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Question DetailsAsked on 3/27/2013

New toilet installed a few weeks ago. A couple days later, started having air bubbles come up in the toilet when the shower was on. Why?

I had a new toilet installed a week and a half ago. A day or two later, I noticed large air bubbles coming up into the toilet when the shower or sink were running. Now, the toilet won't flush at all. Bowl just fills with water and will eventually trickle out. Did not have a problem like this before new toilet was installed. What would cause this?

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3 Answers

Voted Best Answer
2
Votes

It sounds like you have a clogged drain. It may be possible that the installer dropped something down the drain, like the wax seal which may be causing the backup. I would call the installer to check it out. Most likely you will need the sewer pipe cleaned to remove the blockage.

Source: http://homefrontinspection.com/sewer....

Answered 6 years ago by Homefront Inspection

0
Votes

Also check the vent pipe from the outlet at the roof all the way to the drain connection. It could be a coincidence in timing. A blocked vent won't let the air behind water needed as it flows through the drain pipe, creating a small suction. As the pressure in the pipe equalizes the air that was sucked in eases back out. If the vent is blocked it has to go somewhere which is apparently the toilet in your case. Have a plumber camera all of the vent pipes and drains in the area to look for obstructions.

Todd Shell
Todd's Home Services
San Antonio, TX

Answered 6 years ago by Todd's Home Services

0
Votes

Considering the timing and the fact the toilet is backing up, got to be the plumber dropped something down the toilet. Cold be the waxed paper or plastic sheet that usually comes on both sides of the was seal so it does not stick to the box it comes in. You commonly peel off one side and stick it in place, then peel the other one and install the toilet. He could have dropped or knocked one or both down the pipe. More likely, a half-ring of the old wax seal fell down - that could block it up good. Initially it would just restrict flow, but with toilet use more and more solids (particularly TP) would hang up on it, leading to total blockage.

I consider the vent pipe theory that Todd advanced to be less likely - not that he is wrong, just that it would not cause total blockage of the toilet, and usually leads to total drainage of the water in the toilet trap instead. While air bubbles would gurgle up into the bowl at the end of flushing (due to inadequate trap water), I can't see that it would cause air bubbles to come up when the shower is used - that is indication of backup of the draining water forcing air up the drain pipe to the toilet, meaning a blockage somewhere downstream of the where the shower and toilet drains come together.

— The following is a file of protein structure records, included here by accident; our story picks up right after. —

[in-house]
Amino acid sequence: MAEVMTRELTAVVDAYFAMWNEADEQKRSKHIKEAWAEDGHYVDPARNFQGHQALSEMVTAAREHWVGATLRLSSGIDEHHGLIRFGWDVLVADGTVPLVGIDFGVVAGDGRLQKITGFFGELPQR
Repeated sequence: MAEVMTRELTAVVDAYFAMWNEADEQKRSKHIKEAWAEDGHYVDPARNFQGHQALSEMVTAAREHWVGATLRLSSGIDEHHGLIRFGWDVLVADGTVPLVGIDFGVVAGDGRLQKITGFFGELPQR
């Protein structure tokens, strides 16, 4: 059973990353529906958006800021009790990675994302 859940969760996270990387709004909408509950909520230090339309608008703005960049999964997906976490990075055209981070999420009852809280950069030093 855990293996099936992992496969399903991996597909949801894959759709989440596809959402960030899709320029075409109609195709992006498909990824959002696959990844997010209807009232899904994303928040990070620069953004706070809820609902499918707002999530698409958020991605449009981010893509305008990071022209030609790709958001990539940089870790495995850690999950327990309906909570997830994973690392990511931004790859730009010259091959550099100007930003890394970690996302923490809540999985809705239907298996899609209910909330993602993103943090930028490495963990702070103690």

One other possibility is the wax seal did not have the plastic/wax paper cover removed all the way or the wax seal slipped and is partically blocking the sewer pipe. That could result in air leaking into the sewer flow, and eventual blockage. This would also cause leakage into the subfloor around the sewer pipe flange, so that should be checked for when the toilet is lifted off - there shold be NO wetness outside of the wax ring, on the flooring or on the surfaces of the subflooring cutout.

Either way, the toilet needs to be removed again and the source located.

Unless the plumber is able to fish out the obstruction (unlikely), you should require full-length drain rootering to the street, NOT just till the blockage is cleared. If it is wax ring pieces or waxed paper or plastic wrap (or a tool) and he snakes it he might knock it loose OK, just to have it hang up at the first bend or wye and lead to another blockage in a week or so. This could be very bad if it happens in a basement sub-floor pipe, as the next backup could be through a basement toilet, sink, washtub, or floor drain and make quite a mess before you notice it is happening. It needs to be rootered all the way into the street sewer main.

Answered 6 years ago by LCD

0
Votes

UNSTOPPING THE JET/SIPHON HOLE FIXED IT! The jet hole is inside the bowl and under the water line, about 1" big, and across from the big drain hole.

I have a $800 designer toilet that has never flushed. The week it was installed we had a major, long-term health issue, so the issue wasn’t addressed for over 3 years (thus the toilet was not immediately returned). Since then I have replaced/customized the fill/release valve three times; taken the entire toilet out, snaked the line, and carefully replaced the wax ring; and run a garden hose down the roof vent pipe.

The clue was the big air bubbles in the bowl at the start of flushing.

When I read this thread, I flushed, and no water at all came out the jet/siphon hole. I carefully probed it with a small screw diver and it was totally plugged, but hard small chunks of sand/cement/calcium(?) came loose. I then used a 14” plastic snake (used to remove drain hairballs) in the siphon hole and more granular junk came out – about 2tbs. Once I could get the snake all the way in, the commode was immediately able to FLUSH!!!

I poured about ½ gallon of vinegar in the bowl to soak overnight and will use the plastic snake again tomorrow.

My theory is this plug was from some kind of sand casting process during manufacturing.

Answered 1 year ago by DumbDYIPlumber




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